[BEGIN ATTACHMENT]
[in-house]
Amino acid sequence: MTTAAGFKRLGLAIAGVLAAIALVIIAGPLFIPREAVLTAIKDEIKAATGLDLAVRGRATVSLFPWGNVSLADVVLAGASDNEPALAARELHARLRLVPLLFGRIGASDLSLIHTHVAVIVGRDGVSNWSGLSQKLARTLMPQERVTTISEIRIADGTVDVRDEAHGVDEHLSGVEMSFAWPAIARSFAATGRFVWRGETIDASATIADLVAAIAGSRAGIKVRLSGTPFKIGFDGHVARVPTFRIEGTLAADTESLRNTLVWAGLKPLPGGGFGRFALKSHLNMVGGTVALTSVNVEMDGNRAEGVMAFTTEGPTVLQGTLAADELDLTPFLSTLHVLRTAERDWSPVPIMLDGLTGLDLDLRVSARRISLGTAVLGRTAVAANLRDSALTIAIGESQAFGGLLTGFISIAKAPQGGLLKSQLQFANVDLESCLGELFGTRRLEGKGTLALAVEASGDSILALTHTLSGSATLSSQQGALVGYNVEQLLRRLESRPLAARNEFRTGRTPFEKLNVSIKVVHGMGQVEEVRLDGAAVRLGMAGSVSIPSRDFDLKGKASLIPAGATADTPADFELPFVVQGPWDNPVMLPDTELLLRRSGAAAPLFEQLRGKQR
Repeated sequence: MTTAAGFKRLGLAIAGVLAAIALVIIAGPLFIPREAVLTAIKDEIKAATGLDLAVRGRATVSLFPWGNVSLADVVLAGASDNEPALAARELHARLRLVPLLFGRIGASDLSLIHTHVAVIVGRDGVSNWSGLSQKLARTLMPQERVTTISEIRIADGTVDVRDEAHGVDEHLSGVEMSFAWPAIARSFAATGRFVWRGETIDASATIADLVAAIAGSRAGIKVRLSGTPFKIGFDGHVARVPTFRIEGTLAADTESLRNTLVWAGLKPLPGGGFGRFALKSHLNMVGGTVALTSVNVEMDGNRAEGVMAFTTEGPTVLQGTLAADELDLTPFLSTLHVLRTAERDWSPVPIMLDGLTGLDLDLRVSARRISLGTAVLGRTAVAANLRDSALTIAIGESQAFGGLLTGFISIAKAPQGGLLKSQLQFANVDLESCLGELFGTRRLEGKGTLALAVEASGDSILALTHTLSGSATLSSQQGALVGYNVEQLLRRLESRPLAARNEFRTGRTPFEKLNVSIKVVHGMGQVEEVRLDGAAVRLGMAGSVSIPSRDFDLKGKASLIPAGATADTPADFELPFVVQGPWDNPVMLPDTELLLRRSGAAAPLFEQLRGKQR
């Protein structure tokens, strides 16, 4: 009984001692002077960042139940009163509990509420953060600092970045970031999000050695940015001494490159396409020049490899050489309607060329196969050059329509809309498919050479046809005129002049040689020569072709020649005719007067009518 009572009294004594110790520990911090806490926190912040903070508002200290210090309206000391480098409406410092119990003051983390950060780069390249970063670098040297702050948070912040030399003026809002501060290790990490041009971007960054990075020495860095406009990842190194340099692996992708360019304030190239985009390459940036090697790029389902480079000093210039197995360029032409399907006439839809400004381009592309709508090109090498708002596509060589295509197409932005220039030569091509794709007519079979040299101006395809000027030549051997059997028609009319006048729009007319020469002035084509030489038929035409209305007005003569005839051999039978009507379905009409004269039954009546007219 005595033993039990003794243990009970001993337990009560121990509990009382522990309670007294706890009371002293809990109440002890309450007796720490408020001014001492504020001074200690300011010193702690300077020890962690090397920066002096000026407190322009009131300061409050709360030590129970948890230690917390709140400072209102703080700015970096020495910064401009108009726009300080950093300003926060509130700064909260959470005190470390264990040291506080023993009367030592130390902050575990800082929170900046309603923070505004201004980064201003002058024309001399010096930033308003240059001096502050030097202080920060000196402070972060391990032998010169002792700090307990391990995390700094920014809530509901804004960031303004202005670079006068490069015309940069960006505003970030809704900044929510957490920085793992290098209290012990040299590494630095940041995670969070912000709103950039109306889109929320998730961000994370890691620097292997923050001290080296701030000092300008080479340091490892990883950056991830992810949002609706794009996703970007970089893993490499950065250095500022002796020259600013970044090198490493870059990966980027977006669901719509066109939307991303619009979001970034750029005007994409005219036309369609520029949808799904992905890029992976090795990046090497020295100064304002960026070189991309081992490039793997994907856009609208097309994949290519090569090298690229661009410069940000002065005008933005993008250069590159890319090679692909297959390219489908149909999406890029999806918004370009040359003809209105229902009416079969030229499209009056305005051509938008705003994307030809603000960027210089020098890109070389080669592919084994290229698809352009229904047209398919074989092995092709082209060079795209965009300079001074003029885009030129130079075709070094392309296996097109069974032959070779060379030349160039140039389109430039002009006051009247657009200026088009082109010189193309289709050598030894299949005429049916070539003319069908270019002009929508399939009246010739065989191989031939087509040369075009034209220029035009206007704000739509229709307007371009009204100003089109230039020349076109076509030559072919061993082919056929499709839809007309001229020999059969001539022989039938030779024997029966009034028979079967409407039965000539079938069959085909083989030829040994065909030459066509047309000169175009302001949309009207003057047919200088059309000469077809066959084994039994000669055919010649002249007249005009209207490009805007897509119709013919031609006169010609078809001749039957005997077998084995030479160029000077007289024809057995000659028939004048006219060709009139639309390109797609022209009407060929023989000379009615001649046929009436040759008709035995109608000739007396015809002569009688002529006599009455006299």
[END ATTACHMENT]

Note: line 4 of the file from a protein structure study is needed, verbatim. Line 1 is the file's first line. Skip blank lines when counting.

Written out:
């Protein structure tokens, strides 16, 4: 009984001692002077960042139940009163509990509420953060600092970045970031999000050695940015001494490159396409020049490899050489309607060329196969050059329509809309498919050479046809005129002049040689020569072709020649005719007067009518 009572009294004594110790520990911090806490926190912040903070508002200290210090309206000391480098409406410092119990003051983390950060780069390249970063670098040297702050948070912040030399003026809002501060290790990490041009971007960054990075020495860095406009990842190194340099692996992708360019304030190239985009390459940036090697790029389902480079000093210039197995360029032409399907006439839809400004381009592309709508090109090498708002596509060589295509197409932005220039030569091509794709007519079979040299101006395809000027030549051997059997028609009319006048729009007319020469002035084509030489038929035409209305007005003569005839051999039978009507379905009409004269039954009546007219 005595033993039990003794243990009970001993337990009560121990509990009382522990309670007294706890009371002293809990109440002890309450007796720490408020001014001492504020001074200690300011010193702690300077020890962690090397920066002096000026407190322009009131300061409050709360030590129970948890230690917390709140400072209102703080700015970096020495910064401009108009726009300080950093300003926060509130700064909260959470005190470390264990040291506080023993009367030592130390902050575990800082929170900046309603923070505004201004980064201003002058024309001399010096930033308003240059001096502050030097202080920060000196402070972060391990032998010169002792700090307990391990995390700094920014809530509901804004960031303004202005670079006068490069015309940069960006505003970030809704900044929510957490920085793992290098209290012990040299590494630095940041995670969070912000709103950039109306889109929320998730961000994370890691620097292997923050001290080296701030000092300008080479340091490892990883950056991830992810949002609706794009996703970007970089893993490499950065250095500022002796020259600013970044090198490493870059990966980027977006669901719509066109939307991303619009979001970034750029005007994409005219036309369609520029949808799904992905890029992976090795990046090497020295100064304002960026070189991309081992490039793997994907856009609208097309994949290519090569090298690229661009410069940000002065005008933005993008250069590159890319090679692909297959390219489908149909999406890029999806918004370009040359003809209105229902009416079969030229499209009056305005051509938008705003994307030809603000960027210089020098890109070389080669592919084994290229698809352009229904047209398919074989092995092709082209060079795209965009300079001074003029885009030129130079075709070094392309296996097109069974032959070779060379030349160039140039389109430039002009006051009247657009200026088009082109010189193309289709050598030894299949005429049916070539003319069908270019002009929508399939009246010739065989191989031939087509040369075009034209220029035009206007704000739509229709307007371009009204100003089109230039020349076109076509030559072919061993082919056929499709839809007309001229020999059969001539022989039938030779024997029966009034028979079967409407039965000539079938069959085909083989030829040994065909030459066509047309000169175009302001949309009207003057047919200088059309000469077809066959084994039994000669055919010649002249007249005009209207490009805007897509119709013919031609006169010609078809001749039957005997077998084995030479160029000077007289024809057995000659028939004048006219060709009139639309390109797609022209009407060929023989000379009615001649046929009436040759008709035995109608000739007396015809002569009688002529006599009455006299």